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Container – by Karen

28 Jan

If we have any readers who aren’t jointly friends with most of us, they may be wondering why production has slowed a little of late. What is happening to this awesome blog that is my favourite and the best, they will be asking themselves. I must explain to such valued readers that it is an exciting time for the Far Flung Four. Justyna has created an entirely new human. Tabitha has been married. Beth has been the world’s best bridesmaid. And I… Well, I did learn to ski.

Last night was Tabitha and Nathan’s Australian wedding, and it would be very difficult and tiresome for me to think about ANYTHING else right now. If I liked difficult and tiresome things, I would have a full-time job, that I had to reach via a series of Cityrail trains, with a personality-disordered boss, with an end-product as disappointingly meaningless as an In Da Club ringtone. Well, I did have that job once, and it was totally worth it, because I met Tabitha and a handful of other peculiarly superb people. That achieved, I will leave the world of tiresomeness behind, and just blog a little about what I want to blog about – the marriage of Tabitha and Nathan.

Do I think that Container is an apt and profound metaphor for marriage? No. But there’s some merit in it. Tabitha spoke about her former feelings on marriage prior to falling in love with Nathan, and how any objections were sublimated by the immediate desire to be as close to him as possible, for as long as possible, in any officious or non-officious way on offer. Was marriage an unnecessary bind? A foolish trap of conformity and restriction? For these two, it is as Beth might say, a container for love. Banish the prison imagery and replace it with something suitable for a couple who are dazzling and flamboyant, precious and strong. Yes, Tabitha and Nathan are now contained in a sparkly Fabergé egg of marriage. Behold, and sob with joy.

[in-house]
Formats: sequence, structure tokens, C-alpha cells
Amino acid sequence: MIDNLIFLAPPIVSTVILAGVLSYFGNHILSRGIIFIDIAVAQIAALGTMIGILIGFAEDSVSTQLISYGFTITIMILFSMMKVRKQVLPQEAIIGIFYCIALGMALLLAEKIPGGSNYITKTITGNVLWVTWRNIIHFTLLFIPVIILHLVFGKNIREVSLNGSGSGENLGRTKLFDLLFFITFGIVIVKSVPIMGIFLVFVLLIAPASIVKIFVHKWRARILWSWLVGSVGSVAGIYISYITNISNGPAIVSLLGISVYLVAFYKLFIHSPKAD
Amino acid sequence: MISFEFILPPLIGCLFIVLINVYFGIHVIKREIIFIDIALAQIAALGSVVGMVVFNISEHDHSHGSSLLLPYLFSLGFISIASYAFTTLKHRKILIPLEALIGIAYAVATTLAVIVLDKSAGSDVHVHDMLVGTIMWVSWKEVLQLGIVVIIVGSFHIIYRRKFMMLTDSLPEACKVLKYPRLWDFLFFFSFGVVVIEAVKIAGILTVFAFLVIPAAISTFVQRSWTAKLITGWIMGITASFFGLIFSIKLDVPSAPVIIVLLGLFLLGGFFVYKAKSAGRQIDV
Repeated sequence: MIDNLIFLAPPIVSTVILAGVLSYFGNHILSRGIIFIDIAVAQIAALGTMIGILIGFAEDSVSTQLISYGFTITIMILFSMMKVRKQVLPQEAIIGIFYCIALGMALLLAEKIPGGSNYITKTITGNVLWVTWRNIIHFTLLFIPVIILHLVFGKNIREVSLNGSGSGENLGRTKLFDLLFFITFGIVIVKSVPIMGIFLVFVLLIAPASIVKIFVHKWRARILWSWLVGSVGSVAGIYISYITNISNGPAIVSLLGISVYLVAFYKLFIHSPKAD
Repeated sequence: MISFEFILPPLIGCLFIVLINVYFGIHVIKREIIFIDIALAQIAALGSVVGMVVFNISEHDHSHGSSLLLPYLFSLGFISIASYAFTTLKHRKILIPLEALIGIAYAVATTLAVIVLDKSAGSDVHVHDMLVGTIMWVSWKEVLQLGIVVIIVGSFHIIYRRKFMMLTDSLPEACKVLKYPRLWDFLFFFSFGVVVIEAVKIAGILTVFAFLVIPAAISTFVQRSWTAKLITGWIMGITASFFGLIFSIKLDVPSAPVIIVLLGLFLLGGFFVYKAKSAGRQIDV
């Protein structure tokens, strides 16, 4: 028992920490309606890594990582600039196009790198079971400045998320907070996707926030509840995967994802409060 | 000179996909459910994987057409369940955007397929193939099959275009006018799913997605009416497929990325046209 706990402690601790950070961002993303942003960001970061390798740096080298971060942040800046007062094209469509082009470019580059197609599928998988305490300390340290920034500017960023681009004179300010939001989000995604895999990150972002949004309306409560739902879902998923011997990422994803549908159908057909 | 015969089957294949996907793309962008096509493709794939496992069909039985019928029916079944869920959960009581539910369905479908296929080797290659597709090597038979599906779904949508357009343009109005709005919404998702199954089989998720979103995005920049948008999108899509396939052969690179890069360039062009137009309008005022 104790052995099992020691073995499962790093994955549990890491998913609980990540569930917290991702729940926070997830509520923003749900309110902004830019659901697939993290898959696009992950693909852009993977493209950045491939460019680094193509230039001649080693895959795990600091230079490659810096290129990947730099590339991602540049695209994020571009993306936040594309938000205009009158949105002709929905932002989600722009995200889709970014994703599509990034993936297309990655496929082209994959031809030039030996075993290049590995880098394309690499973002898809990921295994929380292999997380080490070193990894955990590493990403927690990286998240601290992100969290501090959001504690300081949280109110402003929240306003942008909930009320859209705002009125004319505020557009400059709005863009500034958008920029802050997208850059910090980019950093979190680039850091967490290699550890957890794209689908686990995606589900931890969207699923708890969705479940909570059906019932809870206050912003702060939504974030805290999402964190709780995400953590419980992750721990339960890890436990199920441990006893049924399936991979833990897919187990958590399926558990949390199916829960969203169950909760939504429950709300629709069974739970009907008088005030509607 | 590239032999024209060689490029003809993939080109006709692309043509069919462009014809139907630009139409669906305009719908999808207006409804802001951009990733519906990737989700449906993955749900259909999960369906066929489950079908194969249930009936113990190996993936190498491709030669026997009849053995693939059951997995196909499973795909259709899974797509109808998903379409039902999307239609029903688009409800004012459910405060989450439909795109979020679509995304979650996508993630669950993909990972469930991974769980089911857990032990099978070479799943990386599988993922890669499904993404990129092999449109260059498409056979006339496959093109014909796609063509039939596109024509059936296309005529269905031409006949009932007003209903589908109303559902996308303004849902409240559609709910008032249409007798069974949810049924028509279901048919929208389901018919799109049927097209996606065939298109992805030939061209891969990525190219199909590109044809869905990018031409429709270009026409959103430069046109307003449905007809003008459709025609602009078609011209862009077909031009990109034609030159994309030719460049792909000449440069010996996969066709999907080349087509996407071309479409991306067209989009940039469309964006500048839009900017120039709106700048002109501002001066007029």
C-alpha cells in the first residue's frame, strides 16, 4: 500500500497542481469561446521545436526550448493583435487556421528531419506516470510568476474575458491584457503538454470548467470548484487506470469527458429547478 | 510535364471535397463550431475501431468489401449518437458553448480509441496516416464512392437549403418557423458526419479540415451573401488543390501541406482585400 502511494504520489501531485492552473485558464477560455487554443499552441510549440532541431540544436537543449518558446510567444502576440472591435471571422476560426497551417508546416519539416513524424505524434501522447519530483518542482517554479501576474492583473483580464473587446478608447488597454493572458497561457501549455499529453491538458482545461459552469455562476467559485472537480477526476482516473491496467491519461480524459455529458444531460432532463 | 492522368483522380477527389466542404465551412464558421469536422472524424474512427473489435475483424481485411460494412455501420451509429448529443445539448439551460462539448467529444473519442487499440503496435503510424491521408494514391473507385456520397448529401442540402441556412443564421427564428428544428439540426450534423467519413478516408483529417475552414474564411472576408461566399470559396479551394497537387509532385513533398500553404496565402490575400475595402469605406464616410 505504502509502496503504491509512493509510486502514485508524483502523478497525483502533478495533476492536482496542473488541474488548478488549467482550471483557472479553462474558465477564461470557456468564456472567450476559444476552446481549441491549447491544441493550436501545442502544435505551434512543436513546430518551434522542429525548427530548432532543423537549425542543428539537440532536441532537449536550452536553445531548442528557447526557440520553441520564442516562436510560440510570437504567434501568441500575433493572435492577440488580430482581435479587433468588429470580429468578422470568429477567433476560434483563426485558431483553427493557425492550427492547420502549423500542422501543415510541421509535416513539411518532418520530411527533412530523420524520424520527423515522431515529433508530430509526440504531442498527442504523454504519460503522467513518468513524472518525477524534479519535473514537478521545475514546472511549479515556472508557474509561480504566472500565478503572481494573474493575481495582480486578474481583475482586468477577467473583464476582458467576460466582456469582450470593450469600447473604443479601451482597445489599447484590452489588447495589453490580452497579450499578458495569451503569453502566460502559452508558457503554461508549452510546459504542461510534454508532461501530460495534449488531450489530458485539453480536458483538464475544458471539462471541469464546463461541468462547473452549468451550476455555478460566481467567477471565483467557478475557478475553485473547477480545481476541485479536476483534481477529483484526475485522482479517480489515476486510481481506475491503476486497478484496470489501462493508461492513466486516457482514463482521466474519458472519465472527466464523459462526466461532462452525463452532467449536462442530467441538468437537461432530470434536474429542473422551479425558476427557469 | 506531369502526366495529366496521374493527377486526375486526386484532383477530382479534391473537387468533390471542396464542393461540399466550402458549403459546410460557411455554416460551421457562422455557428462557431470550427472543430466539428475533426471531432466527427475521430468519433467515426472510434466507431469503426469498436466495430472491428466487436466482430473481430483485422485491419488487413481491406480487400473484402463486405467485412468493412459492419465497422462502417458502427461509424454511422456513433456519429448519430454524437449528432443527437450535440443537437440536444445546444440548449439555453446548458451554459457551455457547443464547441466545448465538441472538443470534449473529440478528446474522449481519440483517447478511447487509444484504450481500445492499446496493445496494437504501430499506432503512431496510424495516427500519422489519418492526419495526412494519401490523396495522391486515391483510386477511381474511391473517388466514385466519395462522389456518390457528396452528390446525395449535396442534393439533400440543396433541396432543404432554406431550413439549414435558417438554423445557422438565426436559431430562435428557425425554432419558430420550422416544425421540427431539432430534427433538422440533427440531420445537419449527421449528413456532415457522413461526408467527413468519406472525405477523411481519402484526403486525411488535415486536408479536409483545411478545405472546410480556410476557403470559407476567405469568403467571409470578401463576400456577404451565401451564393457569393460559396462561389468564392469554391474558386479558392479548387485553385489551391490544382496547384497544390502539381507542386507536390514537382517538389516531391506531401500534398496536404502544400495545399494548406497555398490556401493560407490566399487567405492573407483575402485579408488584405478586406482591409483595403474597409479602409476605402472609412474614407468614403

A container for joy, by Beth

24 Jan

The very first thing “container” made me think of was Kahlil Gibran’s ‘Joy and Sorrow’ from The Prophet: “The deeper that sorrow carves into your being, the more joy you can contain.” I don’t care, dear reader, if you think he’s naff. I read the book just after my grandmother had died when I was 17 and that idea of not being afraid of sorrow because it carves you out so you have more room for joy has stayed with me ever since and been a great comfort.

So in the spirit of containing joy, and love, I am sitting here writing my speech for Tabitha and Nathan’s wedding this weekend and having a good old trip down memory lane while I’m at it. (Don’t worry guys, the Kahlil quote won’t be in there!) Looking through old photos I discovered these. Taken on the 19th of April 2008. The first flush of love fresh on their beauteous faces.

If these guys aren’t joy-containers, I don’t know what is. Note, they are sniffing each other for realz – those Vietnamese wedding photographers know what time it is.

I know you’ll have one hundred years of happiness.